During this feeding cycle, the etchant recipe is fed into the etch chamber via the outer loop, which is switched from the inner loop. When the XeF2 is circulated through the etch chamber, a portion of the XeF2 gas is consumed by the chemical reaction, resulting in the reduction of the amount of XeF2 in circulation. For this reason, an additional amount of XeF2 gas is fed into the etch chamber during the second etchant feeding cycle T2, which is initiated by the etching process looping back to step 128.

At step 128 during the second etchant feeding cycle, the exchange chamber is pumped out to reduce the pressure and exhaust the etching products and Xe gas and SiF4 gas. Different from step 128 executed in the first etchant feeding cycle T1, an amount of XeF2 recipe is still circulating through the etch chamber via the inner circulation loop. This is accomplished by opening the valves V5 and V6 and closing the rest of the valves. After step 128, a second amount of spontaneous vapor phase XeF2 is filled into the exchange chamber (step 130) followed by filling an amount of diluent helium gas into the exchange chamber (step 132) so as to mix the XeF2 gas with the helium gas. The mixed gas is then fed into the etch chamber by stopping the inner circulation loop and opening the outer circulation loop (step 134).

Each of these steps (steps 128 through 134) during the second feeding cycle T2 is executed for a certain time period. For example, step 128 is executed for a time period preferably from 100 to 1500 milliseconds. The time period for executing step 130 is preferably around 500 milliseconds, and the time period for step 132 is preferably around 100 milliseconds. The etchant circulation step of 134 is preferably from 1000 to 3000 milliseconds. Of course, the time period of each step may be adjusted. For example, the time period for step 130, in which the exchange chamber is filled with XeF2, may be reduced when less amount of XeF2 is expected to be fed into the etch chamber. This may happen especially when less than the expected amount of XeF2 is consumed in the etch chamber during the previous etchant feeding cycle and close to the end of the etching process when the amount of the sacrificial material inside the etch chamber is small. The time period of step 134, in which the mixed gas is circulated via the outer loop through the etch chamber is also adjustable. In particular, the time period can be increased when, for example, the XeF2 gas consuming rate (defined as the amount of XeF2 in molar mass consumed per millisecond) is lower than expected (e.g. the initial consuming rate). And the time period can be reduced when the XeF2 consuming rate is higher than the expected. As a general situation according to the embodiment, the time duration of each etchant feeding cycle, thus the total time period of executing steps 128 through 135, is preferably from 7.5 to 15 seconds.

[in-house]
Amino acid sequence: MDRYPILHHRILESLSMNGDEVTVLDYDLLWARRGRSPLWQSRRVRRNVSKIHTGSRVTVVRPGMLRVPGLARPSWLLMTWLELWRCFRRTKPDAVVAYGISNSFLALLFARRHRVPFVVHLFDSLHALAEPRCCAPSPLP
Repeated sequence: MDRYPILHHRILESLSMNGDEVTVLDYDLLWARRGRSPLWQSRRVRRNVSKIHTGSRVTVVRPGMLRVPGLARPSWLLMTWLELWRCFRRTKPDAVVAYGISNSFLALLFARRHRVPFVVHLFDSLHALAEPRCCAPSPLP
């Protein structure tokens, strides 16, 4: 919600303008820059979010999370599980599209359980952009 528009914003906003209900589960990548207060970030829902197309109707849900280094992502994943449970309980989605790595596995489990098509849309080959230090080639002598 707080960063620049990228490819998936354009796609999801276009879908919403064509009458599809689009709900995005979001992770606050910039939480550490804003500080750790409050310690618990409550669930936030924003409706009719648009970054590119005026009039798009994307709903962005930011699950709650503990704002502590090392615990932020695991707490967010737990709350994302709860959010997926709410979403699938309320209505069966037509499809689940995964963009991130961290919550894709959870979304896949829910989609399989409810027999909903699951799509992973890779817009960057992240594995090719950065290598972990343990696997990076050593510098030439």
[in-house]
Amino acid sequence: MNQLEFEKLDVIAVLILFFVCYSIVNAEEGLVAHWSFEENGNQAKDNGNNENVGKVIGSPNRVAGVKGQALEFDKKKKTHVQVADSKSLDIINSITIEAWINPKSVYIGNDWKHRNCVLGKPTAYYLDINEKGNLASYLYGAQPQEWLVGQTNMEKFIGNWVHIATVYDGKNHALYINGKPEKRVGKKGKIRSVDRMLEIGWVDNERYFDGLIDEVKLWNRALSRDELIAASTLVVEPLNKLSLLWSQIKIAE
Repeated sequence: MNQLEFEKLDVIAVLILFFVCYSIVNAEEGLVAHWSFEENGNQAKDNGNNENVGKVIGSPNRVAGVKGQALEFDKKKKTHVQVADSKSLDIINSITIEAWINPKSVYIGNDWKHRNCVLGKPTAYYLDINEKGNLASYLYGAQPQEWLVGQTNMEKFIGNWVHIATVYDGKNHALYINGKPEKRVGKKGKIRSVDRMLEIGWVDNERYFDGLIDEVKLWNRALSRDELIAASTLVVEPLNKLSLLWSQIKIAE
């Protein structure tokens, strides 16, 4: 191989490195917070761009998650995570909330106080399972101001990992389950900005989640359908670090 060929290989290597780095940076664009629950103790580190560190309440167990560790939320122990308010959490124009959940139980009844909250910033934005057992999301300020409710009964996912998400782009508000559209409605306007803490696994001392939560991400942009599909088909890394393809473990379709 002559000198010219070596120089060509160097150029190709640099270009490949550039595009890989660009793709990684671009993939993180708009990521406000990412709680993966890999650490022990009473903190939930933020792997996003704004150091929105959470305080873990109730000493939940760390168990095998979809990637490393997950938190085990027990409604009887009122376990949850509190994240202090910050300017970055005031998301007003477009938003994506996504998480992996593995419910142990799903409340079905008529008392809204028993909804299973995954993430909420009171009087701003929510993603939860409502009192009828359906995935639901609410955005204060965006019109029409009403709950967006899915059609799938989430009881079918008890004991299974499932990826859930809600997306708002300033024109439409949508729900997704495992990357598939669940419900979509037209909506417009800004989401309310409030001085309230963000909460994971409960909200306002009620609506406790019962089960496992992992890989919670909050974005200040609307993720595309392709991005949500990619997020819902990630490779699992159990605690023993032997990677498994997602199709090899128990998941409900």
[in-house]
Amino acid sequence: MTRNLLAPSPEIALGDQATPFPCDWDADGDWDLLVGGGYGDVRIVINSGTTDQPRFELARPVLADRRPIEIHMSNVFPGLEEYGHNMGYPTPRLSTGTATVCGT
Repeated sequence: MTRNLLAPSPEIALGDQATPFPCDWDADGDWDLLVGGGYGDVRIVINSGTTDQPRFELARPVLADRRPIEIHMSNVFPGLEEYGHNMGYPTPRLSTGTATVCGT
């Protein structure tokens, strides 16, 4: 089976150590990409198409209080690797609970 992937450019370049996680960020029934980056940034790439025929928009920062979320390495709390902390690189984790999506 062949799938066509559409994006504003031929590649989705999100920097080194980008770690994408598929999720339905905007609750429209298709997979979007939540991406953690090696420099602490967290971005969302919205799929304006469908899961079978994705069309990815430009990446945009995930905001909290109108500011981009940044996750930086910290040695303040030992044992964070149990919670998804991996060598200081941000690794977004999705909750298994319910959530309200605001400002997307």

As the mixed gas of XeF2 and helium circulate via the outer loop, the endpoint detector measures the amount of SiF4 flowing out the etch chamber and the derivative of the measured amount over time. If a decrease (the derivative) of the measured amount is larger than the predetermined value, indicating that the sacrificial material inside the etch chamber has not been totally removed, the etching process loops back to step 128 and starts the third etchant feeding cycle T3 (as shown in FIG. 1). Otherwise, the etching process continues at step 136.

When the amount of the sacrificial material inside the etch chamber is below the predetermined value, the etching process can be terminated and the microstructure can be unloaded from the etch chamber.